She was born in Seattle, Washington. As a young adult, she enrolled at a University during the Depression, took her first academic position at a prestigious women’s college, but was passed up for tenure when a man was hired. When WWII began, Gert worked at the Naval Research Laboratory.

She and her husband, the late Professor of Mathematics Robert Rempfer, met when she was at Russell Sage, and were wed in 1942. They were part of the team that developed the electron microscope.

After the war, husband and wife encountered backlash from our nations post-war problems, including McCarthyism. They were forced out of Antioch College (1950s) when they tried to prevent the execution of Ethel and Julius Rosenberg, and then lost their teaching positions at a black institution, Fisk University, when the couple supported racial integration–this was before the Supreme Court ruled that segregation was illegal.

Then in 1961, she joined the Portland State University (Oregon) Physics department as faculty, and for 25 years, worked closely with University of Oregon biologist Hayes Griffith doing cutting-edge research and developing applications for photoelectron microscopy.  Her last collaboration was with physicist Rolf Koenenkamp and his research team, to build “the best microscope of its kind” based on her designs.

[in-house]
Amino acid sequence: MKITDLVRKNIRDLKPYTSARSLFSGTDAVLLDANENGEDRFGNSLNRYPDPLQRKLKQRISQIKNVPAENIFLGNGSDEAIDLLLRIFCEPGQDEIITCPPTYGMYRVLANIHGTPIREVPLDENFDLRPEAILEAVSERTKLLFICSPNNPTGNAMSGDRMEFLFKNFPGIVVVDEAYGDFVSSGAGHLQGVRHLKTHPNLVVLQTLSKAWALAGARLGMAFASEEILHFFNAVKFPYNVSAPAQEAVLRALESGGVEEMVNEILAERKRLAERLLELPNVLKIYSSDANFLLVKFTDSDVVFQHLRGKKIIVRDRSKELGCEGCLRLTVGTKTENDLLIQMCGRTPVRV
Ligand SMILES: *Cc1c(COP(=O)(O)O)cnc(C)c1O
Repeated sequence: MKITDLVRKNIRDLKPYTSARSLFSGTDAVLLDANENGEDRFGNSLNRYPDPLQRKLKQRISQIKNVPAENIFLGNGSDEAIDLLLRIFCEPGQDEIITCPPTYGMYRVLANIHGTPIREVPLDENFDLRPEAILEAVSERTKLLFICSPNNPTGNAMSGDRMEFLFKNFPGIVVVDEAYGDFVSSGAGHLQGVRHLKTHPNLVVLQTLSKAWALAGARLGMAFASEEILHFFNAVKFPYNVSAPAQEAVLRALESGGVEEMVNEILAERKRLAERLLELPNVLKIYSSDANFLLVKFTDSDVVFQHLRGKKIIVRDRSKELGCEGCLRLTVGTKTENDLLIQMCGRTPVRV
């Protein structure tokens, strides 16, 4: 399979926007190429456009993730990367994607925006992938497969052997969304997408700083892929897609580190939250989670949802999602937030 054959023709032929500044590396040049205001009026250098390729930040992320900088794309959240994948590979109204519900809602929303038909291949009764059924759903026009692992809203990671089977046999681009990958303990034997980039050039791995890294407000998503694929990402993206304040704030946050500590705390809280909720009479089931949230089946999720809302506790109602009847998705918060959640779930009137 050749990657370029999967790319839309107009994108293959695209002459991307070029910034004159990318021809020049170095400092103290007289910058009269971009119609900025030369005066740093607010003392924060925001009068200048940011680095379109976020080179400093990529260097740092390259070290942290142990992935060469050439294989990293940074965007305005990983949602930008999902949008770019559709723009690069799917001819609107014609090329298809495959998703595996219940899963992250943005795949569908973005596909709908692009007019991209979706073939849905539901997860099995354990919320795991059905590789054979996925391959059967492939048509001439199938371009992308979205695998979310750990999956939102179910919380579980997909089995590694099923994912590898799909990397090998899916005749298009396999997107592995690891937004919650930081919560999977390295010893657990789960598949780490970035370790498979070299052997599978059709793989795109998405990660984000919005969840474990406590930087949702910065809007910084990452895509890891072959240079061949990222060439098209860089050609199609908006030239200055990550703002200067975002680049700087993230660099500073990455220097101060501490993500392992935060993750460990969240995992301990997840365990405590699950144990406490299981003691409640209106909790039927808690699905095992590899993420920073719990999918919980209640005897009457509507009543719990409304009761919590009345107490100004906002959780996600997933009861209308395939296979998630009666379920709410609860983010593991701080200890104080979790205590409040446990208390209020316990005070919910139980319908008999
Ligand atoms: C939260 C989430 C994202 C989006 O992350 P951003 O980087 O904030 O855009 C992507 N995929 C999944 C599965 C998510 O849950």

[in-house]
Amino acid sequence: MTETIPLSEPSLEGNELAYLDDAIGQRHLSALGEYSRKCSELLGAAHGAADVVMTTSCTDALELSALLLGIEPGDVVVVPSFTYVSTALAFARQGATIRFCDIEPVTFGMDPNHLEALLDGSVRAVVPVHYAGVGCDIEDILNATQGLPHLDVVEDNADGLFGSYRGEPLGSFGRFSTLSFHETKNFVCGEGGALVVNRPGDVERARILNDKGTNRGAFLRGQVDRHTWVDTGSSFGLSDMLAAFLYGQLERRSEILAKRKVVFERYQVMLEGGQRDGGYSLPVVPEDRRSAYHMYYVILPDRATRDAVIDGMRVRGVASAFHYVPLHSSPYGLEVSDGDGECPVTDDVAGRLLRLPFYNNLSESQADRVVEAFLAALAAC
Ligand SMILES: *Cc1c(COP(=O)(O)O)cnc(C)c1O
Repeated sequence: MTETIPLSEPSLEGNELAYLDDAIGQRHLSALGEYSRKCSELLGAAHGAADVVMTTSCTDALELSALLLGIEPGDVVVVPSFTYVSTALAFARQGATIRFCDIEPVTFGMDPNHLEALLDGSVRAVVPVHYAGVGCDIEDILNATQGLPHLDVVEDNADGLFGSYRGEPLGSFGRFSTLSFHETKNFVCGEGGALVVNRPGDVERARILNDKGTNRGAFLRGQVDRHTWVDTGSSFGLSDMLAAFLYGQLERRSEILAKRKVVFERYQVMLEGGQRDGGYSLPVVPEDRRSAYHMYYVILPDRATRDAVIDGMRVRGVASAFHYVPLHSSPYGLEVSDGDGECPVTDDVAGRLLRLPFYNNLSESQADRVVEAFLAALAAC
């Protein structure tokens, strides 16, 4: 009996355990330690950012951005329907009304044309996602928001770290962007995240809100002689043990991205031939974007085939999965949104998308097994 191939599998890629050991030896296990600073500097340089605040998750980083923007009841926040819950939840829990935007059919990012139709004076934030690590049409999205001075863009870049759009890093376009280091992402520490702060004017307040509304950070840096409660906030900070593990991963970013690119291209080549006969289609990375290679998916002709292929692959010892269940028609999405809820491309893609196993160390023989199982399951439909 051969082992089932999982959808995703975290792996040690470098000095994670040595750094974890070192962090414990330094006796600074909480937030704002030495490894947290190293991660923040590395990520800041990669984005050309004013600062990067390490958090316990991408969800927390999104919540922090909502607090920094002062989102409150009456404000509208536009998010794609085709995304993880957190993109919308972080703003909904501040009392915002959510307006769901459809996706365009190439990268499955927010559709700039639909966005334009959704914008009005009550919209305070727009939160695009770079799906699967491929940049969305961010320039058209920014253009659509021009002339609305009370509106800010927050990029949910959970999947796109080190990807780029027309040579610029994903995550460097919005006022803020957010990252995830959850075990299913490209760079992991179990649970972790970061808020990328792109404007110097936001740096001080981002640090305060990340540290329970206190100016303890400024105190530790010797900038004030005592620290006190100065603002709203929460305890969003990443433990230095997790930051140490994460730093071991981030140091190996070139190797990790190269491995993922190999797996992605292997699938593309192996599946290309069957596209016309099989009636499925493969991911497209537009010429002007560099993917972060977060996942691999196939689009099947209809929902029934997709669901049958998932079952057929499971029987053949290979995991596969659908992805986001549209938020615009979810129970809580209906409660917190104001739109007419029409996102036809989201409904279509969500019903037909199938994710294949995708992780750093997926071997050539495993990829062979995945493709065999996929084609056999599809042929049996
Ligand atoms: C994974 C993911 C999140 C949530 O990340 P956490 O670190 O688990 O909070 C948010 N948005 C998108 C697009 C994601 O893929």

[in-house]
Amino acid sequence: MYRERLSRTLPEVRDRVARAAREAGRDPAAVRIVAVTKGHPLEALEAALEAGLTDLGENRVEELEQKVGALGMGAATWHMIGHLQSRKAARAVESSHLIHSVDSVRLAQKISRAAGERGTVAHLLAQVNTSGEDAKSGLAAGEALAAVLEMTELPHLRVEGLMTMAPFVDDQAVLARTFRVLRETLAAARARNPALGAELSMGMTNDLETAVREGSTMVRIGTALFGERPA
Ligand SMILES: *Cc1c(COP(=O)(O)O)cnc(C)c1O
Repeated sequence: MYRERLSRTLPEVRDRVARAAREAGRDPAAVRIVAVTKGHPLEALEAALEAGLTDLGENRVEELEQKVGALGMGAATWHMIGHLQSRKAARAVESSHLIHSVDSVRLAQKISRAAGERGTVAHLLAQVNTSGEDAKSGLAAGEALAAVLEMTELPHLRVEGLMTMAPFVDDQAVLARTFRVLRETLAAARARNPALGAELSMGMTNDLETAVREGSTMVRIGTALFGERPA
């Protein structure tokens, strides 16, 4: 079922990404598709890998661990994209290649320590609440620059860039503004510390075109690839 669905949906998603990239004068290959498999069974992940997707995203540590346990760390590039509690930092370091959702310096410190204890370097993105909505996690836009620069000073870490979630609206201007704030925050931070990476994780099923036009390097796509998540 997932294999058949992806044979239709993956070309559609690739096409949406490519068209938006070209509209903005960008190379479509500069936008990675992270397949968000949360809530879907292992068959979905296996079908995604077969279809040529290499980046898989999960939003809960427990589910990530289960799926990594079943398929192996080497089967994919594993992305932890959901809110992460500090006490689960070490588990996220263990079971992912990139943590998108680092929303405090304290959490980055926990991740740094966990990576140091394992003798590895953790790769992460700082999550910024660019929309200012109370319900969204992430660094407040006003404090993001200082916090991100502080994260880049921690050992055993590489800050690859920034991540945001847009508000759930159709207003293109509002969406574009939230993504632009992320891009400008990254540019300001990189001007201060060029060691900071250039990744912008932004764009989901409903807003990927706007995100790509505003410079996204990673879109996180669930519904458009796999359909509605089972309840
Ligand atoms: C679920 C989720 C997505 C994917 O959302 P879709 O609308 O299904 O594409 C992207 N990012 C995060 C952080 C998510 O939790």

Described as soft-spoken, unassuming and brilliant, she was dedicated to helping graduate students, and sharing her knowledge.  She continued to work until the last year, taking the bus into Portland and then back in the evenings to her beloved farm in Forest Grove, Oregon, where she still did the heavy chores.